January 28, 2017
7 Ways to Make Sure You Aren’t Stealing That Photo
We’ve all heard the expression that pictures are worth a thousand words. In this digital age, pictures can be worth thousands of shares, retweets, likes, and pins on multiple social media platforms. A picture has the power to grab a reader’s attention – and possibly their business, if the accompanying content lives up to their expectations.
However, the Internet makes it all too easy to access photographic content without the approval of the owner. The most eye-catching photograph may be copyrighted and unavailable for commercial use. We all know that it’s wrong to steal someone’s work, but you may not be aware that in some cases, using images without explicit permission is illegal.
While it’s true that US Copyright laws are a bit behind these fast-paced times, ultimately it’s up to them on what defines “fair use” of an image. Those laws can be long, complicated, and difficult to understand, so here are a few guidelines to help you. Additionally, we put together a list of 7 ways to make sure you aren’t stealing that photo.
1. Are you the owner of the photo?
If so, then agreements like “Work for Hire” do not apply to you, because you created it. Generally speaking, if you made it, then you own all the rights to it.
2. “Copyright infringement” is different from “plagiarism”
Unfortunately, linking to the original source of an image – using a caption saying, “Photo taken by [person’s name or business name]” – may not absolve the issue of copyright infringement, even though you are clearly intending to give credit where it is due.
You may think that you’re covering all your bases by giving the artist exposure for their work, but unfortunately, the laws don’t recognize that as enough.
Only the image creator can decide where they want their work featured: it’s not up to anyone else to decide that for them. For some creators, not all exposure is ideal exposure
3. Just ask!
The easiest way to absolve yourself of all possible legal entanglements is to simply ask the image creator for permission to use their work, with proper credit given.
If they say yes, great!
Just make sure to save their permission in writing. If they say no, respect their wishes, and consider an alternative…
4. Use images in the public domain
“Public domain” means that the images have been in circulation long enough to be used without the permission of the original creator. Believe it or not, tons of image-generating websites exist where you can find many high-quality photos that don’t require permission to use – no attribution required ( in most cases, that is – it’s always good to double check!).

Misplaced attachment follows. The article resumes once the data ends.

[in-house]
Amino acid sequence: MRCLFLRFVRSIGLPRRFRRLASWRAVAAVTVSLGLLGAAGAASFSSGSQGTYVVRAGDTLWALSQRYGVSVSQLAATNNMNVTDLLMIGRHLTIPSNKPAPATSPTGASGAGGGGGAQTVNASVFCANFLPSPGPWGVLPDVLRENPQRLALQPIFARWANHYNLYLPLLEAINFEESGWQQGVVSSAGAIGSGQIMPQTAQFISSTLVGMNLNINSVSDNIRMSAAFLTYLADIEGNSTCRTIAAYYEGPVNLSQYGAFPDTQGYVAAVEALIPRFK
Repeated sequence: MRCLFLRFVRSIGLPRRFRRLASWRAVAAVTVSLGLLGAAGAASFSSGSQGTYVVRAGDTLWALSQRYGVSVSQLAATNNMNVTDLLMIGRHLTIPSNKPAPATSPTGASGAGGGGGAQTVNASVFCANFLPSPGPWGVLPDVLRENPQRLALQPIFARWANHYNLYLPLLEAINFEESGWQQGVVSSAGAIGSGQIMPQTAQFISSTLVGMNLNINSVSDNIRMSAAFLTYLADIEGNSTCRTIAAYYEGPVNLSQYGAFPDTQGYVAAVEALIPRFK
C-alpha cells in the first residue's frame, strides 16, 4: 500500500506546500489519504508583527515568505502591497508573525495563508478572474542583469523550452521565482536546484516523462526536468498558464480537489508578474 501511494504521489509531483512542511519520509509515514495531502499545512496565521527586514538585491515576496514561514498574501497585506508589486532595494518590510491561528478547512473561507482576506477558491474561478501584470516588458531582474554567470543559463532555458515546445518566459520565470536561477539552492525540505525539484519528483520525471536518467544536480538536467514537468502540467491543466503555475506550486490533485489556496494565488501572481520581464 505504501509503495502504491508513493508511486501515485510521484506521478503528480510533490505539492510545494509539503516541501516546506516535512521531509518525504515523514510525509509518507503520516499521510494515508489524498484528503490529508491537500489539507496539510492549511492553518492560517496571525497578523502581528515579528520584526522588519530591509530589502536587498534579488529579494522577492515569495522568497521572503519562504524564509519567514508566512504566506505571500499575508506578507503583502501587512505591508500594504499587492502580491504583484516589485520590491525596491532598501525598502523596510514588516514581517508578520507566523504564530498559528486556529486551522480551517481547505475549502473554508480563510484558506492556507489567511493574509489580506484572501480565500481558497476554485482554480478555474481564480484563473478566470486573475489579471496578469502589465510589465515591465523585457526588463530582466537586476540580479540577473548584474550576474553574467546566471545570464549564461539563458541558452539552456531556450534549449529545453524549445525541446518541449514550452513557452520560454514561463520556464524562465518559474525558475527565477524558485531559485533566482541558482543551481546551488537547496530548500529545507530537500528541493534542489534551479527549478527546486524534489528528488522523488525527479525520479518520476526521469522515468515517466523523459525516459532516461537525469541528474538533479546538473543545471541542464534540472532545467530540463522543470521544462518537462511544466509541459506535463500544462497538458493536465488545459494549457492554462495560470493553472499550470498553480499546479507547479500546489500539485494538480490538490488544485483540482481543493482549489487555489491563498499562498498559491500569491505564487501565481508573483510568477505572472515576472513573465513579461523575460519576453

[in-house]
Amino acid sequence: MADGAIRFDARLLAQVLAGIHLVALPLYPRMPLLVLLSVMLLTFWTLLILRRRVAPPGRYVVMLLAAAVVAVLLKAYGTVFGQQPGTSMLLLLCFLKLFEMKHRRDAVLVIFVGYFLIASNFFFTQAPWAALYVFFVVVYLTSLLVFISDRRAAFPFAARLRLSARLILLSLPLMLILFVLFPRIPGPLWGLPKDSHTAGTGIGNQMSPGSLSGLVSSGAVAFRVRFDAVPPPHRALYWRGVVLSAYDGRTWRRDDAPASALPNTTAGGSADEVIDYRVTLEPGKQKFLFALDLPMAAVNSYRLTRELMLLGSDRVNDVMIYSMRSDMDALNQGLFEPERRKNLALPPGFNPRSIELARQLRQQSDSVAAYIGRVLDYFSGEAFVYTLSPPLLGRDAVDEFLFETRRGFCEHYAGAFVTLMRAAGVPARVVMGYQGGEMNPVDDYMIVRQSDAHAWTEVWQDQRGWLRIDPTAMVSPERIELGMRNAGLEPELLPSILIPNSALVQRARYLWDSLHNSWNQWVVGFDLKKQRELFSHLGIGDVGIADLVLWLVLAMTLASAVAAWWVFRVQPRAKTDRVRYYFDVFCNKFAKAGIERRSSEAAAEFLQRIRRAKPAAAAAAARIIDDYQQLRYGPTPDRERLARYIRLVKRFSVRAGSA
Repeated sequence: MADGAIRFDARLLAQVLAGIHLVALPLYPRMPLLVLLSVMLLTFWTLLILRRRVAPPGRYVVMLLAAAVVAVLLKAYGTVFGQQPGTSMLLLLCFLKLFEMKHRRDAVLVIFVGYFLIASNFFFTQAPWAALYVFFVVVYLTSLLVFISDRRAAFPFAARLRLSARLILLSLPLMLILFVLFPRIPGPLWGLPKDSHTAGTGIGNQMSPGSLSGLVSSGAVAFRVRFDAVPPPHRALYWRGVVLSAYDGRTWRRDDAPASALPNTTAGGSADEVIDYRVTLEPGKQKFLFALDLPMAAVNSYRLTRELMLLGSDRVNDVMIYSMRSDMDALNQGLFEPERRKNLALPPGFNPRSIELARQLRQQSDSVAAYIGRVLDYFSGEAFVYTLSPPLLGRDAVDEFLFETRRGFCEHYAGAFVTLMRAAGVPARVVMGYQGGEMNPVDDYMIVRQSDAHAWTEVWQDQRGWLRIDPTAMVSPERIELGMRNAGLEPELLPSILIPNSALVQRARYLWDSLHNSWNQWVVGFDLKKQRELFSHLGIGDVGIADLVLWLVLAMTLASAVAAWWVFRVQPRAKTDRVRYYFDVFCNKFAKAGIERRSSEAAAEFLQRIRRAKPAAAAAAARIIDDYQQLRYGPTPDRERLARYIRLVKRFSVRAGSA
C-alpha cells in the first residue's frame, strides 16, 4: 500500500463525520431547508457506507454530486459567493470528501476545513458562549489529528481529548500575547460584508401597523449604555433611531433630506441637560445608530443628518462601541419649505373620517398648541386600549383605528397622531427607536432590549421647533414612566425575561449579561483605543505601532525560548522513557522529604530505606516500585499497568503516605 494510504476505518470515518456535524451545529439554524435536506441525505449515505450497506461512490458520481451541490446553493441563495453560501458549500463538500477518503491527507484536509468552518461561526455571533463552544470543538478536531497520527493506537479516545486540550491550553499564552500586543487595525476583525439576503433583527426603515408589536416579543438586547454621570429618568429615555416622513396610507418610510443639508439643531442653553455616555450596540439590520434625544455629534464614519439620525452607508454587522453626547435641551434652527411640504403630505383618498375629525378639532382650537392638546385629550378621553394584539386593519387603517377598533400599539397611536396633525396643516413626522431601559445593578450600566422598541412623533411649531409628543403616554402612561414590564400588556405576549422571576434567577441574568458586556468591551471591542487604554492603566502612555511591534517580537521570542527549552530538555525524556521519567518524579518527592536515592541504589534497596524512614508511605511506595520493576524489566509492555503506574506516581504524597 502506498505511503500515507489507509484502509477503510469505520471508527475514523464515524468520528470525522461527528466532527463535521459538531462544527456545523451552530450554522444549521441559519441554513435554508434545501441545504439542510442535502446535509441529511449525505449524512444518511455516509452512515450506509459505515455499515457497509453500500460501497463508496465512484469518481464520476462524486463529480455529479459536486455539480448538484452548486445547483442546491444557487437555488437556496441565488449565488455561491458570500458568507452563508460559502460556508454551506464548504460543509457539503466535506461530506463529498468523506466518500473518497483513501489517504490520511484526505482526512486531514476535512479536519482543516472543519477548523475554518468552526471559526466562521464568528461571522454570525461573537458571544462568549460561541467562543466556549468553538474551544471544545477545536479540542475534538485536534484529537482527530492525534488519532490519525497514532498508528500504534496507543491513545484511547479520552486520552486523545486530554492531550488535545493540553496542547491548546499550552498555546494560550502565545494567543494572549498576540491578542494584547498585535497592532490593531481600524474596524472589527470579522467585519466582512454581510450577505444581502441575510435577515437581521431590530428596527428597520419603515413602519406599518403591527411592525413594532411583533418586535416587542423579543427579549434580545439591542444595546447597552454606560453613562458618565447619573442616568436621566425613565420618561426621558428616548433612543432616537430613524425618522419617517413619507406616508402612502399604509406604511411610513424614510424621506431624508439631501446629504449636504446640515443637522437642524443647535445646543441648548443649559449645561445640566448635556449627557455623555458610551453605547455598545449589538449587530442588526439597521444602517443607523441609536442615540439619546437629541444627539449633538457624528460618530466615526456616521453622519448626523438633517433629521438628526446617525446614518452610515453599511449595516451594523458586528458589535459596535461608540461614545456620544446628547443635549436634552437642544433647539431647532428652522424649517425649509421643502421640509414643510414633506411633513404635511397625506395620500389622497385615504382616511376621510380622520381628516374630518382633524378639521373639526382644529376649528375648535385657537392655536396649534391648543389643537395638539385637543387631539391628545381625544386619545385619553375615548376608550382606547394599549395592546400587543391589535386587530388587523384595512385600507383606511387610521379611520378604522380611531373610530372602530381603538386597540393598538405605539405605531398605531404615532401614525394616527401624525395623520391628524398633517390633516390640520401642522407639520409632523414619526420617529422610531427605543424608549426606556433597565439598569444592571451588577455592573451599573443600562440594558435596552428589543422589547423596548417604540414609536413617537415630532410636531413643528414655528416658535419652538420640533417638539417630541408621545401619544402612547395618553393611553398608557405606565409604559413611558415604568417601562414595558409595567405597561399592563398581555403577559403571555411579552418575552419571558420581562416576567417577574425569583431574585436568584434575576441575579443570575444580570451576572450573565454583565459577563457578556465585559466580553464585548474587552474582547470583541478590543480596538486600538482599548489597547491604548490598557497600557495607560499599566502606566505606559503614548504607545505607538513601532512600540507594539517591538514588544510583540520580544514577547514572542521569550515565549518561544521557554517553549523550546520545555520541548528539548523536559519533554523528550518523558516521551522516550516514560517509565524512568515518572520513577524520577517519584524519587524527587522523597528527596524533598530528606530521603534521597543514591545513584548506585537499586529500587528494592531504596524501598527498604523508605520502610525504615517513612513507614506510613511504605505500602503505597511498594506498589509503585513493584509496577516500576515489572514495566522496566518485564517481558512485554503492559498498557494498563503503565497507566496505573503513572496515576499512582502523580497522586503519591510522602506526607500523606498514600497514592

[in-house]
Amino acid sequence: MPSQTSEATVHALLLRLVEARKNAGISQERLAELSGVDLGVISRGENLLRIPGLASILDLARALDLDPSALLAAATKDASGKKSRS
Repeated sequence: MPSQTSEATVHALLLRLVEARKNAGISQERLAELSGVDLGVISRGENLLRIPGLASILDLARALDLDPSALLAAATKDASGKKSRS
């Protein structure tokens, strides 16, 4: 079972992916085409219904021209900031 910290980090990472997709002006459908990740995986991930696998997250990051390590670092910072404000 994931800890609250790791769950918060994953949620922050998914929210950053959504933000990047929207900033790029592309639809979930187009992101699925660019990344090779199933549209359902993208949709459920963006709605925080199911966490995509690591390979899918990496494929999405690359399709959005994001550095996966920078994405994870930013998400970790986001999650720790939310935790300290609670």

5. Understand the meaning of “creative common license”
Acquiring a creative common license means you can download someone else’s image if you use proper attribution. Many people are more than happy to share their work – you just have to do so by their rules. Keep in mind also that the image creator can change their license at any point in time, which means if you’ve already used one of their images, you may be required to take it down from your site.
6. Different uses, different rules
Using someone else’s image could be fine for your blog, but not fine for a newspaper, magazine article, or a book.
This is only permissible if you are the image creator or the legal copyright holder.
The person who owns the copyright is entitled to allow use of their image in some settings and not others.
7. Just assume that every image you find online is copyrighted
This is the easiest way to avoid both legal issues and personal disappointment.
The lack of an official “©” mark does not mean the image is up for grabs.
Even if you can’t find evidence of copyright, don’t assume that it isn’t there – your business, website, and reputation could suffer for it.
There is always a risk for complications if an image is used on multiple platforms other than the original it was taken from. Making a few changes to an image, such as adding text, also does not make the image yours. And just because a Big Name Person does it all the time without consequence doesn’t mean you can.
It’s always best to use your own work when possible, or download from respected image sources such as Shutterstock, Canva, or DreamsTime. These websites offer paid monthly subscriptions that allow you to download a certain number of images at one price.
Copyright laws are difficult to understand, but you don’t have to be a lawyer to understand how they work.
When in doubt, always request permission, do background research, and trust your instincts.
Have you ever run into copyright issues when using online images? Tell us your story in the comments.